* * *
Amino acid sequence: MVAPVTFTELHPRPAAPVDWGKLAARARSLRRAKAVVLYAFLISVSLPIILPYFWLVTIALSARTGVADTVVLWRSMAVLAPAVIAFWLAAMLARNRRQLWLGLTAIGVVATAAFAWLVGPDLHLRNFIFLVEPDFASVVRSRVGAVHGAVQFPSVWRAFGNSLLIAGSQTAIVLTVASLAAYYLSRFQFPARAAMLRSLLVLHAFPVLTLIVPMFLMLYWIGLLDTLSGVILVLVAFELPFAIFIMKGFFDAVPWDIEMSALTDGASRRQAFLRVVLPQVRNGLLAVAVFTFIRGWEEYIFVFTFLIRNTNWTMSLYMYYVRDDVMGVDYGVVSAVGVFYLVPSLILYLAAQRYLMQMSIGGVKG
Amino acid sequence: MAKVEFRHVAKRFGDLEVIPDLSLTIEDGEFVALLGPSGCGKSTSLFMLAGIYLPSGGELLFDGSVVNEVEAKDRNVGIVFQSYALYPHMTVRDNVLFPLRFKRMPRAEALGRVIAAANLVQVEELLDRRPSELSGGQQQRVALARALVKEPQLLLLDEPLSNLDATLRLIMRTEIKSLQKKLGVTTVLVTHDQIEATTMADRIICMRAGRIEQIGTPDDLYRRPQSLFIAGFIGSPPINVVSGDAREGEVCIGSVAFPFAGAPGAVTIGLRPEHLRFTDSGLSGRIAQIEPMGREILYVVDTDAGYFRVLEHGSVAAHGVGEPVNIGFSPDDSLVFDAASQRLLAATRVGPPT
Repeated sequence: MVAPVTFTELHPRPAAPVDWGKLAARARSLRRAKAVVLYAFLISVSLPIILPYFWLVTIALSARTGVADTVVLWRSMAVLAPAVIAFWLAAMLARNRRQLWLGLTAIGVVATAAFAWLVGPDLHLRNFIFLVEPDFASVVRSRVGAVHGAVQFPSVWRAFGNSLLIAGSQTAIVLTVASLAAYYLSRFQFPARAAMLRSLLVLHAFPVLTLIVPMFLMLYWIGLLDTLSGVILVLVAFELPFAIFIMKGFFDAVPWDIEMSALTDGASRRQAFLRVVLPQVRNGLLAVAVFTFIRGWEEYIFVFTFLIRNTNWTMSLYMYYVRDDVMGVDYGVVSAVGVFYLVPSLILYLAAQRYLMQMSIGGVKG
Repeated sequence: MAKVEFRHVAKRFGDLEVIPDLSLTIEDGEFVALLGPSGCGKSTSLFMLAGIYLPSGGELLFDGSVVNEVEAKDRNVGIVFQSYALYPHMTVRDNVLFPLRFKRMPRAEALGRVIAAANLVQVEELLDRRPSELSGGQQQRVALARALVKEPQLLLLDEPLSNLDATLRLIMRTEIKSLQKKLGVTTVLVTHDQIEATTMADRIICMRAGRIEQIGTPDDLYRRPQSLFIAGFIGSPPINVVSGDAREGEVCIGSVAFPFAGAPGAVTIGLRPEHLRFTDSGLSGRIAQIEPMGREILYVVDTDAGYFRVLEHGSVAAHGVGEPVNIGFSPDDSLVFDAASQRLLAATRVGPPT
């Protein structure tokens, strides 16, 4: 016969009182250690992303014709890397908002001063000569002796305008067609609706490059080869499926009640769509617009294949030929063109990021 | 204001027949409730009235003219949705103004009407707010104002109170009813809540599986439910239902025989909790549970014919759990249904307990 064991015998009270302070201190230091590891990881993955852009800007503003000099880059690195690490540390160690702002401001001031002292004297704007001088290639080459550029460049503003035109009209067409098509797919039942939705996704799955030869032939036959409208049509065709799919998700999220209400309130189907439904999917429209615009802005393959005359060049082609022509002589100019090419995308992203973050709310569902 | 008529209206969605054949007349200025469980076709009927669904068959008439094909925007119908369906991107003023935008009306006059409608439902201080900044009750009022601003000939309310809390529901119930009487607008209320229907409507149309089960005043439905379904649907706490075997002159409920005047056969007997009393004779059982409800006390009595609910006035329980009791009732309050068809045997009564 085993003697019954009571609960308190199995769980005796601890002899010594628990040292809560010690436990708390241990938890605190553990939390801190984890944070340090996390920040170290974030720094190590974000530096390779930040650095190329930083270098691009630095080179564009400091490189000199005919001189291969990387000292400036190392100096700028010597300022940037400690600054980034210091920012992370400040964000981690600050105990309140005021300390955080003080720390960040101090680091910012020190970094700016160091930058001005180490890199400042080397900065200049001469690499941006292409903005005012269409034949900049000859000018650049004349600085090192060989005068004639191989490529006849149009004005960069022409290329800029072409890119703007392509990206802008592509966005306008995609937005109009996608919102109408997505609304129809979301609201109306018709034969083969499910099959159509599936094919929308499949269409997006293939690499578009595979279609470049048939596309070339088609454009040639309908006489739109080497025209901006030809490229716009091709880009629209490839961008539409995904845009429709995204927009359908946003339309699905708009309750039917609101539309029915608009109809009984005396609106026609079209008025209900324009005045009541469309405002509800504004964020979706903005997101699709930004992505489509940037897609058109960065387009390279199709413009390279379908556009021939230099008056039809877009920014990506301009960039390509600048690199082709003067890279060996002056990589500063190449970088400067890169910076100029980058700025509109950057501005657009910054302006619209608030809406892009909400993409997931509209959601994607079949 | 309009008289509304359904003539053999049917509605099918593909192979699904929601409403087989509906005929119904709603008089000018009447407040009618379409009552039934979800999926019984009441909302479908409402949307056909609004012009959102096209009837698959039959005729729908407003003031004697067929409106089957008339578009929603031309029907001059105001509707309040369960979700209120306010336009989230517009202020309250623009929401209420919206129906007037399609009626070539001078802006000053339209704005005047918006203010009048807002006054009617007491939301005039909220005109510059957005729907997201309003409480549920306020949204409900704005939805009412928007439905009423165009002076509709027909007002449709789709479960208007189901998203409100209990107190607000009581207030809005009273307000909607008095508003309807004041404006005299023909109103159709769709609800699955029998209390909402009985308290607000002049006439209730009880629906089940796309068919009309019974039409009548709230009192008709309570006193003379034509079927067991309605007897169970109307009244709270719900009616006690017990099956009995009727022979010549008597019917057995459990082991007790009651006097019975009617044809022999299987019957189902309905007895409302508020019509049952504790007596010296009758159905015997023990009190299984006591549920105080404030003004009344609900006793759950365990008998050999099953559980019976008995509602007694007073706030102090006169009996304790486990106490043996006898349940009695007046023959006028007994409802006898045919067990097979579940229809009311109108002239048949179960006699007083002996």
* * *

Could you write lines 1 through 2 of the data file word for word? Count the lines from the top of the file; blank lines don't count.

Amino acid sequence: MVAPVTFTELHPRPAAPVDWGKLAARARSLRRAKAVVLYAFLISVSLPIILPYFWLVTIALSARTGVADTVVLWRSMAVLAPAVIAFWLAAMLARNRRQLWLGLTAIGVVATAAFAWLVGPDLHLRNFIFLVEPDFASVVRSRVGAVHGAVQFPSVWRAFGNSLLIAGSQTAIVLTVASLAAYYLSRFQFPARAAMLRSLLVLHAFPVLTLIVPMFLMLYWIGLLDTLSGVILVLVAFELPFAIFIMKGFFDAVPWDIEMSALTDGASRRQAFLRVVLPQVRNGLLAVAVFTFIRGWEEYIFVFTFLIRNTNWTMSLYMYYVRDDVMGVDYGVVSAVGVFYLVPSLILYLAAQRYLMQMSIGGVKG
Amino acid sequence: MAKVEFRHVAKRFGDLEVIPDLSLTIEDGEFVALLGPSGCGKSTSLFMLAGIYLPSGGELLFDGSVVNEVEAKDRNVGIVFQSYALYPHMTVRDNVLFPLRFKRMPRAEALGRVIAAANLVQVEELLDRRPSELSGGQQQRVALARALVKEPQLLLLDEPLSNLDATLRLIMRTEIKSLQKKLGVTTVLVTHDQIEATTMADRIICMRAGRIEQIGTPDDLYRRPQSLFIAGFIGSPPINVVSGDAREGEVCIGSVAFPFAGAPGAVTIGLRPEHLRFTDSGLSGRIAQIEPMGREILYVVDTDAGYFRVLEHGSVAAHGVGEPVNIGFSPDDSLVFDAASQRLLAATRVGPPT